Martha Stewart's 'living maze' is the 2024 garden trend of the moment – 5 ways to replicate the look

Named for the old English meaning delirium, mazes were conceived to boggle the mind – and add intrigue

Martha Stewart
(Image credit: Pierre Suu/GC Images via GettyImages)

The extraordinary garden maze at Martha Stewart's Bedford, New York farm is becoming more intriguing with each planted row of greenery, and it keeps growing. 

Popularized by some of the grandest gardens in the US, mazes have a story that stretches back into ancient history. Contrary to popular belief, the first mazes weren’t really mazes, but labyrinths, with one winding path that didn’t puzzle or confuse in the way a ‘traditional’ maze does. Instead, they symbolized a spiritual journey, which twisted and turned yet encouraged reflection and inner calm.

It wasn’t until the Middle Ages that labyrinths were used for fun. As they built opulent gardens, wealthy families began to include hedge mazes to amuse (and lose!) their guests. They were also the setting for many a secret meeting and courtship. From then on, mazes became an essential grand garden feature, flourishing in gardens up and down the country. In the past few years, Martha Stewart decided to create her very own marvelous maze. 

In her blog, Martha: Up Close & Personal, Stewart talks about crafting a 'maze of hedges, espaliers, and shrubs' in the pastures across the carriage road from her Winter House terrace. 'The maze includes rows, openings, and various dead ends, but only one true route leading to the center,' she explains.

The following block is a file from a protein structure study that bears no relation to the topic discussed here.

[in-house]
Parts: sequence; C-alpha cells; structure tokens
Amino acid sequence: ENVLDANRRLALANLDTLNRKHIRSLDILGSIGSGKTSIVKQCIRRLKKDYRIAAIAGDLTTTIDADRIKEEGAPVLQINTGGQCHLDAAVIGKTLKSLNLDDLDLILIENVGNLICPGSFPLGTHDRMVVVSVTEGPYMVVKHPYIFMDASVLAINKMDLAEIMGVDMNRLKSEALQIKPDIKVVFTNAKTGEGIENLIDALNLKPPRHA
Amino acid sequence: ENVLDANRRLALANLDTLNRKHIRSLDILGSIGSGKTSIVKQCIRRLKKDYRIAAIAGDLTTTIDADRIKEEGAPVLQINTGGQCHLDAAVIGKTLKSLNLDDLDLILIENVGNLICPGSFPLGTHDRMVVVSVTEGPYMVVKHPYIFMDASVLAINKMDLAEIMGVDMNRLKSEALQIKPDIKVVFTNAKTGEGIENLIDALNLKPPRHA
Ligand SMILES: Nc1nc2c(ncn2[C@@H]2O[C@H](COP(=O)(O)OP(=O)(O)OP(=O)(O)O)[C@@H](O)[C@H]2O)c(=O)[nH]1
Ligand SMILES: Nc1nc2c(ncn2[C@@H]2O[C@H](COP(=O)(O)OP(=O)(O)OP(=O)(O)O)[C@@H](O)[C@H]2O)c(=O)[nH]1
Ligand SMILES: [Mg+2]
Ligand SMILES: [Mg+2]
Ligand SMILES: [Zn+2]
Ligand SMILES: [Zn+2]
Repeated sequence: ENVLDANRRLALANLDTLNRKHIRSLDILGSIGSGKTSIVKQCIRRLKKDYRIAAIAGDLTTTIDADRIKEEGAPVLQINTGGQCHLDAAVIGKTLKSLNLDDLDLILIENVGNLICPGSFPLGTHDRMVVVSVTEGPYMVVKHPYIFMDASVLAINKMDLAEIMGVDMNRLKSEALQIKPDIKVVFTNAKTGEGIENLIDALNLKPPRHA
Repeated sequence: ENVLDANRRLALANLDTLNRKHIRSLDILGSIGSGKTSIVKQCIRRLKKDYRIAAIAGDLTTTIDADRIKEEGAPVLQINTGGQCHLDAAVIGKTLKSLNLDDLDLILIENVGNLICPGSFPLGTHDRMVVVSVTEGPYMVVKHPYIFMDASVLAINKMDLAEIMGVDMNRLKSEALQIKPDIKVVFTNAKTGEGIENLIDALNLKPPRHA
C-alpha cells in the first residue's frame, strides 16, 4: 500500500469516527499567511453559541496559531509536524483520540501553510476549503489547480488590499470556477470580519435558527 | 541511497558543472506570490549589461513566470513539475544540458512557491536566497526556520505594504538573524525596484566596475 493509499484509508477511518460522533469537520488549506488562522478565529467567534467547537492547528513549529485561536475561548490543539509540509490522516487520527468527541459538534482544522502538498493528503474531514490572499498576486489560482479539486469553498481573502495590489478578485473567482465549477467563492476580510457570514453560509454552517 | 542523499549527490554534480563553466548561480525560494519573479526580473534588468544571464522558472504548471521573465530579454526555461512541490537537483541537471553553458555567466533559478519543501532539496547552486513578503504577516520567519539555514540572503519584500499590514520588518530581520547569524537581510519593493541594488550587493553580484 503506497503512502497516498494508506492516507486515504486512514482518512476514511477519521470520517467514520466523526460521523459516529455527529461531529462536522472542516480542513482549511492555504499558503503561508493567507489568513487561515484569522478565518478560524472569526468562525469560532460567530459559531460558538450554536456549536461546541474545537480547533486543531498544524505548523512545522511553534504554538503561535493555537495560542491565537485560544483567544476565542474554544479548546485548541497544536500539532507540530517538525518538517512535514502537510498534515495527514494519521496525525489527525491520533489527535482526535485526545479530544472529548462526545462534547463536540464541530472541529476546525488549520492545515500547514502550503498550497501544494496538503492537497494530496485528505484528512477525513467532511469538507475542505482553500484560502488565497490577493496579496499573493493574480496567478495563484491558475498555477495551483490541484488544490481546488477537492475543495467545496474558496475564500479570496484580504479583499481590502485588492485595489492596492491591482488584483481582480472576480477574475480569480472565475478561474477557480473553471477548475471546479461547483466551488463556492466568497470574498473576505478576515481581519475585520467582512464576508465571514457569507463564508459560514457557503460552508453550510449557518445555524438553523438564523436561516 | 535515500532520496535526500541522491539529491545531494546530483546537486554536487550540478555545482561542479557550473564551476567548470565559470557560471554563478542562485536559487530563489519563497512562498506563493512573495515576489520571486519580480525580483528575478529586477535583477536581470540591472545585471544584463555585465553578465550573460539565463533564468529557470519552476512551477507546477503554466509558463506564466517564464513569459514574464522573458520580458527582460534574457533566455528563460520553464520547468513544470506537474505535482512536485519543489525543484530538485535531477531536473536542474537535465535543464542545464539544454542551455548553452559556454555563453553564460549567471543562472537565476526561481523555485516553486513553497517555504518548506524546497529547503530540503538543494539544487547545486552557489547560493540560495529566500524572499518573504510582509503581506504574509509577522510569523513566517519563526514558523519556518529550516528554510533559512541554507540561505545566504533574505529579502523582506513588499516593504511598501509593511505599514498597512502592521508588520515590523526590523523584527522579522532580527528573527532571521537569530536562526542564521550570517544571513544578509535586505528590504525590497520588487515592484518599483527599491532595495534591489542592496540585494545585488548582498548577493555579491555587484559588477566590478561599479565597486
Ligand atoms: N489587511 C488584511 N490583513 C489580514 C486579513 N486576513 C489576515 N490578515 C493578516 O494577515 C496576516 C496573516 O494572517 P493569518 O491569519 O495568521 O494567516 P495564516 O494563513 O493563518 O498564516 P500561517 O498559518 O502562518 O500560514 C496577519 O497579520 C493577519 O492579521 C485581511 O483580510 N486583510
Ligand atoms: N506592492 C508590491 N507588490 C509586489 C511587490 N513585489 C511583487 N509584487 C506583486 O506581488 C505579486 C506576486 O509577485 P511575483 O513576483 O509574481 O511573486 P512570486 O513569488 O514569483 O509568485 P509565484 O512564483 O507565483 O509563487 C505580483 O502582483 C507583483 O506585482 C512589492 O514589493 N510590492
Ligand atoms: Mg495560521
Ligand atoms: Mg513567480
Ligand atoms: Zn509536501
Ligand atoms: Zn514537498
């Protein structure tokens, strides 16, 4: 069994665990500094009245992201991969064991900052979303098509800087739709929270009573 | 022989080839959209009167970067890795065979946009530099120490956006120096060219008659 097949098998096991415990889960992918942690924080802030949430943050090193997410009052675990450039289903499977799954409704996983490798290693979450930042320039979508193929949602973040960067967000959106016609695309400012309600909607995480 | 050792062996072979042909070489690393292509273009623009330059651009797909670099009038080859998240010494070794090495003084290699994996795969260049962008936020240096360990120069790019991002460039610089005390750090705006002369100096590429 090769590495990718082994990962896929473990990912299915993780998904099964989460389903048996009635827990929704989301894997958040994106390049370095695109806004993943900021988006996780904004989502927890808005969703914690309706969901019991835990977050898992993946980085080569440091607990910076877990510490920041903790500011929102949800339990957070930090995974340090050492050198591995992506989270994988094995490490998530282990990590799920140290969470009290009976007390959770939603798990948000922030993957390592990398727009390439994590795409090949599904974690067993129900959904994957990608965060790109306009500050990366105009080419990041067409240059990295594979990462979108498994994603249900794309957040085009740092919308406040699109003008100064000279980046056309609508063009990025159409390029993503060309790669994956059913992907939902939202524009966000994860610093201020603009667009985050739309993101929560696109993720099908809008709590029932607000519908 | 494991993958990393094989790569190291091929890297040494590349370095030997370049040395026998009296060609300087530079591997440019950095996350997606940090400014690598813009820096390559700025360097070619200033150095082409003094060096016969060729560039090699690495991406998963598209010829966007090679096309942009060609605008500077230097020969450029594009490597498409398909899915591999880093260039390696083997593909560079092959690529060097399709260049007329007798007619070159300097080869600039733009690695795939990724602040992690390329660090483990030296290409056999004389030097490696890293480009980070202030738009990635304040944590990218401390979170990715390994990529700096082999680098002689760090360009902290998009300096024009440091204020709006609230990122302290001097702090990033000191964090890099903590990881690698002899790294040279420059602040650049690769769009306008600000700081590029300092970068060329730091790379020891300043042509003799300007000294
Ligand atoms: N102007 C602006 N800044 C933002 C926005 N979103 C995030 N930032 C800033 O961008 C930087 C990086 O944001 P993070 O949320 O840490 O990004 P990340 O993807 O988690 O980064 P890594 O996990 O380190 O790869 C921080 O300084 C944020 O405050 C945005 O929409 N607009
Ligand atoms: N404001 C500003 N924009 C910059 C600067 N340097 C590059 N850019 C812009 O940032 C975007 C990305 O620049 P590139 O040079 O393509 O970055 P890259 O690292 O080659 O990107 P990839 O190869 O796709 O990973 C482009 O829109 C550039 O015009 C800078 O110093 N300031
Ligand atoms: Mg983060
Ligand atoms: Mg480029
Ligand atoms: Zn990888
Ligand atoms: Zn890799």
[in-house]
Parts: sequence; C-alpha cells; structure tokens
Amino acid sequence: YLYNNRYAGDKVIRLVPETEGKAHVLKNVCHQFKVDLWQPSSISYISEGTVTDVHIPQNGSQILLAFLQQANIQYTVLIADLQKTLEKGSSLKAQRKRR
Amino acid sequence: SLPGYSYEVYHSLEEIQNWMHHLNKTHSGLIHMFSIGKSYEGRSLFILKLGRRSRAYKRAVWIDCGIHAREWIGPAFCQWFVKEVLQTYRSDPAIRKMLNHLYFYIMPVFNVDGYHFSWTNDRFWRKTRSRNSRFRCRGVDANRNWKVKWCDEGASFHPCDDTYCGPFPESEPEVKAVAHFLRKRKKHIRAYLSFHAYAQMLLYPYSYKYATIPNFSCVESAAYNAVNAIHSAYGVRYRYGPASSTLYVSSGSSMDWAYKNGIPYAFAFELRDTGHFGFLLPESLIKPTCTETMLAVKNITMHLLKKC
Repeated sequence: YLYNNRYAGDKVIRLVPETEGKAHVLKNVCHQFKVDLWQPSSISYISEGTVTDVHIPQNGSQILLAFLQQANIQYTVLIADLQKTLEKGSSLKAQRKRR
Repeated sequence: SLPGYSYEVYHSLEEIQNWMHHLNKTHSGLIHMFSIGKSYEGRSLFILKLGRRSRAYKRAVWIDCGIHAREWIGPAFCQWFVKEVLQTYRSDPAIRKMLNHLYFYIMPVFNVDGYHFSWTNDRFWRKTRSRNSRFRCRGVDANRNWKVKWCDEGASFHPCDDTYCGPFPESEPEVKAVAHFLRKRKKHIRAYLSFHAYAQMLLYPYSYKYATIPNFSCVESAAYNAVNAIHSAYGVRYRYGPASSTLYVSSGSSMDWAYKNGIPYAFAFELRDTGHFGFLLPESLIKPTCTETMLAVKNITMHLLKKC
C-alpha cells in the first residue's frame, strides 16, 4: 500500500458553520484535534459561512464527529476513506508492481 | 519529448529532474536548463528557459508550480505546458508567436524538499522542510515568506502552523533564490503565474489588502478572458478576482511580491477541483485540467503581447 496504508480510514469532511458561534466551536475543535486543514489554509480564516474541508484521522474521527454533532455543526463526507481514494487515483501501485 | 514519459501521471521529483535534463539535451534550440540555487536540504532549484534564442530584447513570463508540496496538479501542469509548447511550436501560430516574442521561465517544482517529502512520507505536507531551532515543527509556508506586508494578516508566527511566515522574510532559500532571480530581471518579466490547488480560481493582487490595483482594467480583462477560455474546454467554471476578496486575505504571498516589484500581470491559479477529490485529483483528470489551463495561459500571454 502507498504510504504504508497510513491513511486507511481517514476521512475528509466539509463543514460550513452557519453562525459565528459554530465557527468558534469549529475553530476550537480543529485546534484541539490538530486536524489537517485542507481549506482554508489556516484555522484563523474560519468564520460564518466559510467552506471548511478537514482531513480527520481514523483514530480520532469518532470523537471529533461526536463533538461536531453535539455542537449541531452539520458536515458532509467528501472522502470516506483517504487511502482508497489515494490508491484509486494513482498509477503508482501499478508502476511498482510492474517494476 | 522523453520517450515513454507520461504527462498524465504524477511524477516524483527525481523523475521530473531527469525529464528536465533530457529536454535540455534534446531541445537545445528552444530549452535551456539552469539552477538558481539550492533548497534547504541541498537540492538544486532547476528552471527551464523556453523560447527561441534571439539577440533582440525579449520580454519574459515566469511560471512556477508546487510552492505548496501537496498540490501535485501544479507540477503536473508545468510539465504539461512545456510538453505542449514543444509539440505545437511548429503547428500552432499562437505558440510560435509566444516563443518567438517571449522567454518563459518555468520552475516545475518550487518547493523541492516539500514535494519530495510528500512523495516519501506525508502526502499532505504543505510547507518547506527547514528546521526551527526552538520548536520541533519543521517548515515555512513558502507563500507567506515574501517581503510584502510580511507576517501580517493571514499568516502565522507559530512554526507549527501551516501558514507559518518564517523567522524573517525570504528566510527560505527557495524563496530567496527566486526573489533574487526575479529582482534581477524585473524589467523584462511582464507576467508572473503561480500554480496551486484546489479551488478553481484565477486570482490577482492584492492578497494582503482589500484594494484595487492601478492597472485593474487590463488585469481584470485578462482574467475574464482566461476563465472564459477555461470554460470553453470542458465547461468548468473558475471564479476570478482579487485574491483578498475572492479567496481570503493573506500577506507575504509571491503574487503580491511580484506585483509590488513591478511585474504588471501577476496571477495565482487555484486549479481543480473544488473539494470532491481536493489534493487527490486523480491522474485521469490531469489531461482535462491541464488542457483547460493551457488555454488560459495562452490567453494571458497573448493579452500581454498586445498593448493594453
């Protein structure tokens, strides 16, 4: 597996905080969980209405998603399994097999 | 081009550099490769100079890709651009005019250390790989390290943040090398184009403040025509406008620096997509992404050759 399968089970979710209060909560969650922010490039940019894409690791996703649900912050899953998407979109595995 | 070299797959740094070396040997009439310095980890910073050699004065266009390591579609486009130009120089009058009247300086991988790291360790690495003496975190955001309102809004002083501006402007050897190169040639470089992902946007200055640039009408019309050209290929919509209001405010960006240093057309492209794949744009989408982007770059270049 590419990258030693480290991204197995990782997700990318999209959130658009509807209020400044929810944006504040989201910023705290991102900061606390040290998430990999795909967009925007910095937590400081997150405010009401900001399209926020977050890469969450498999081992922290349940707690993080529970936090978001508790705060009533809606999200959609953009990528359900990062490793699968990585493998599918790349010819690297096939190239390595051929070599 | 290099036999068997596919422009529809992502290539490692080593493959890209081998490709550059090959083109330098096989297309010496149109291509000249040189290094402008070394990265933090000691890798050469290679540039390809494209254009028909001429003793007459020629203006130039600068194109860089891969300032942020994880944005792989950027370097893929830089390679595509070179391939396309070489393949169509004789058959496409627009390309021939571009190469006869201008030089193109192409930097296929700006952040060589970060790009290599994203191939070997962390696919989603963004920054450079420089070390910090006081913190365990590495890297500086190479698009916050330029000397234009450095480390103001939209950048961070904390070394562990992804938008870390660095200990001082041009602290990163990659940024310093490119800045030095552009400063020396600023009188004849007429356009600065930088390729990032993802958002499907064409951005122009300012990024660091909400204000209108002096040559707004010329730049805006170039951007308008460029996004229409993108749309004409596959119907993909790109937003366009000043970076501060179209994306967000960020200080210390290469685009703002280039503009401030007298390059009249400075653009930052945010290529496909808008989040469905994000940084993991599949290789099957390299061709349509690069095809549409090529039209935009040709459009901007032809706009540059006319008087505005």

Although an unusual addition, these enchanting living mazes are becoming the must-have garden trend of 2024, and these are the plants and planting techniques that Stewart uses to create her labyrinth.

It may seem like an impossible task but growing a living maze can be a straightforward endeavor with the best fast-growing trees, evergreen shrubs, and planting techniques. The result can be a truly spectacular addition to your backyard. 

1. Boxwood

Boxwood for a maze

(Image credit: Getty Images / iStock / Getty Images Plus)

Low hedges are invaluable for accentuating, demarcating, and separating different areas and changes in level. It is important to select a hedging plant, such as boxwood, that naturally creates the desired effect. 

Box is a dense, slow-growing evergreen shrub or small tree with small, dark-green, rather leathery leaves. It develops small spring flowers, although they are usually hidden among the leaves, and it is tolerant of a range of growing conditions.

'I love boxwood – Buxus –and have hundreds of shrubs growing on my property,' says Stewart. 'I use boxwood in borders and hedges, as privacy screens, as accent plants in my formal gardens, in the long allée to my stable, and now in the maze.'

2. Parrotia

In her maze, Stewart introduces color with shimmering leaves of Parrotia. Parrotia persica, also known as the Persian ironwood, is a shrub grown for its breathtaking fall colors as its deciduous leaves fade. Its genus name, however, has nothing to do with parrots. It is named in honor of the German naturalist Georg Friedrich Parrot (1767-1852).

In summer, your entire field of vision is bathed in vibrant greens; in fall, a warm butter yellow. This species is known for its brilliant foliage, ranging in color from lime yellow to crimson, and purple. Native to northern Iran and southern Azerbaijan; often spotted growing in the Alborz mountains. Parrotia is best suited to grow in USDA Zones 5 to 8.